Amazon driver tips, pay $61.7 million to settle claims it withheld tips from delivery workers


Amazon driver tips, pay $61.7 million to settle claims it withheld tips from delivery workers.

Amazon will pay $61.7 million to settle allegations by the Federal Trade Commission that it failed to pay Flex delivery drivers the full amount of tips received from customers.

The commission voted 4-0 in favor of the settlement, which was announced Tuesday. In the complaint, the FTC alleges that Amazon in 2016 shifted from paying drivers the promised rate of $18 to $25 per hour, plus tips, to paying drivers a lower hourly rate.

Amazon “intentionally failed” to notify drivers of this change and used the tips to make up the difference between the promised rate and the new lower hourly rate, according to the FTC.

“Rather than passing along 100% of customers’ tips to drivers, as it had promised to do, Amazon used the money itself,” said Daniel Kaufman, acting director of the FTC’s Bureau of Consumer Protection, in a statement. “Our action today returns to drivers the tens of millions of dollars in tips that Amazon misappropriated, and requires Amazon to get drivers’ permission before changing its treatment of tips in the future.”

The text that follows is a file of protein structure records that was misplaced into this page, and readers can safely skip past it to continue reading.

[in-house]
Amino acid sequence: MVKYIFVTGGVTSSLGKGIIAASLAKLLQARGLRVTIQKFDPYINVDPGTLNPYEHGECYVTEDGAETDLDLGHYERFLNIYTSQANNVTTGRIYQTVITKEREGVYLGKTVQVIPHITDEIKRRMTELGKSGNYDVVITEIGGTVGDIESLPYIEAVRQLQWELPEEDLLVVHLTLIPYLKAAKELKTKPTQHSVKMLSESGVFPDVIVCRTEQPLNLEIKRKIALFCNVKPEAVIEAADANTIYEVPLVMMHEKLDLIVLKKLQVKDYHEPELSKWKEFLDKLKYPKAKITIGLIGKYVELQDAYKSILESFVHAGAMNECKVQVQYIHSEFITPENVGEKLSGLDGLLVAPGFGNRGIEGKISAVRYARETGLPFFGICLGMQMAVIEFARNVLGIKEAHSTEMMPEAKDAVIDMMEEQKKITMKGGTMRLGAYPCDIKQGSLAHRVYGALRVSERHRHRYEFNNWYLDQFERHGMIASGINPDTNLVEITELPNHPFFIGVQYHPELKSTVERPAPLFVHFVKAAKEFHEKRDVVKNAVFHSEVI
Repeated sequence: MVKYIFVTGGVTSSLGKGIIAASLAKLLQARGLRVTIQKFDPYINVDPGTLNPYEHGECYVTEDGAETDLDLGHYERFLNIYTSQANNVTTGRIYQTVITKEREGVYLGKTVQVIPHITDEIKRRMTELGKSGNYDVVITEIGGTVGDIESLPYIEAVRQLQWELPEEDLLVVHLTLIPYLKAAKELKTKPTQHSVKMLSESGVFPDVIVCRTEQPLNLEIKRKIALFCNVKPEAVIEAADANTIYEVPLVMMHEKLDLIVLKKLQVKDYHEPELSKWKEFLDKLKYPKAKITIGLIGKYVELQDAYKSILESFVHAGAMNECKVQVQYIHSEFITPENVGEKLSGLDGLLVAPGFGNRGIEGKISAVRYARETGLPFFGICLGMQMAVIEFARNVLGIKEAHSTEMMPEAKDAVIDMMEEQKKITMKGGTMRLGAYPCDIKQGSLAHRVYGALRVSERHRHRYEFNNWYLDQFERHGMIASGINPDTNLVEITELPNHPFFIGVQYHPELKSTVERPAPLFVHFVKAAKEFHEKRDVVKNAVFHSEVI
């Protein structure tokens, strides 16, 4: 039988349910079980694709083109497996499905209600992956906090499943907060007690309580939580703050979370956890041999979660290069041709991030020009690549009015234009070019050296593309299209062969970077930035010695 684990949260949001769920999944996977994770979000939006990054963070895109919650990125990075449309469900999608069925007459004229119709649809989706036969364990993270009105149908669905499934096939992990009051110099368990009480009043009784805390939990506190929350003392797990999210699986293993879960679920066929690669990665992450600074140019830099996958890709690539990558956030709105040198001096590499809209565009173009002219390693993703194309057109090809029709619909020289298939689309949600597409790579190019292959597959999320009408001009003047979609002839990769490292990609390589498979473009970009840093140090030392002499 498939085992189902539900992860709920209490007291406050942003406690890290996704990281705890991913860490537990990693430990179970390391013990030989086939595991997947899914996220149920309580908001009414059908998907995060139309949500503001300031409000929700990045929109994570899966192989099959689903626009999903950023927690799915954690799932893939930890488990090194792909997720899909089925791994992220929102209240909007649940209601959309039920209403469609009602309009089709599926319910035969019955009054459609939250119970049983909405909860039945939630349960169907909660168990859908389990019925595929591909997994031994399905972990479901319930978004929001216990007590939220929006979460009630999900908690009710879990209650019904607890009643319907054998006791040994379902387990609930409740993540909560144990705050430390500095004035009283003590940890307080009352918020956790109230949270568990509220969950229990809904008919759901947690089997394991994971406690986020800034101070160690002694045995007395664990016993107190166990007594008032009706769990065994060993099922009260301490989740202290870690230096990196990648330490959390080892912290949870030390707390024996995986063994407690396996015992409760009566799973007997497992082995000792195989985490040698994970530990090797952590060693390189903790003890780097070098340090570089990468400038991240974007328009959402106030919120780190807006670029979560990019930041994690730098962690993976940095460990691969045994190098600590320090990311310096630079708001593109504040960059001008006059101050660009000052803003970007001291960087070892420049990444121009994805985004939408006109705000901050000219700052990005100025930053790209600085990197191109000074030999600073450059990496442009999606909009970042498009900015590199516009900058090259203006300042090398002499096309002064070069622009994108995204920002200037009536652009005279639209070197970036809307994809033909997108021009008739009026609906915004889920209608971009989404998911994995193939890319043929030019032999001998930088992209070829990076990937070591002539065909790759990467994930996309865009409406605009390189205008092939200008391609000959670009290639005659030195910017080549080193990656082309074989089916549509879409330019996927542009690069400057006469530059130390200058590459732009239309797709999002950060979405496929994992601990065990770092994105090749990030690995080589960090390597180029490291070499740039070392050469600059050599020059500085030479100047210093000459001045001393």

Amazon spokesperson Rena Lunak told CNBC in a statement that the company disagrees with the FTC’s claim that the pay model for drivers was unclear.

“While we disagree that the historical way we reported pay to drivers was unclear, we added additional clarity in 2019 and are pleased to put this matter behind us,” Lunak said. “Amazon Flex delivery partners play an important role in serving customers every day, which is why they earn among the best in the industry at over $25 per hour on average.”

Amazon Flex operates similarly to Uber, in that contracted delivery drivers pick up shifts on demand to deliver Amazon packages or Whole Foods orders to customers’ doorsteps. The service, launched in 2015, uses drivers to deliver packages from their own vehicles and operates in more than 50 cities across the U.S.

In its complaint, the FTC further alleges that Amazon sought to obscure the change in policy from drivers, after it received hundreds of complaints from drivers who had become suspicious that their overall earnings decreased.


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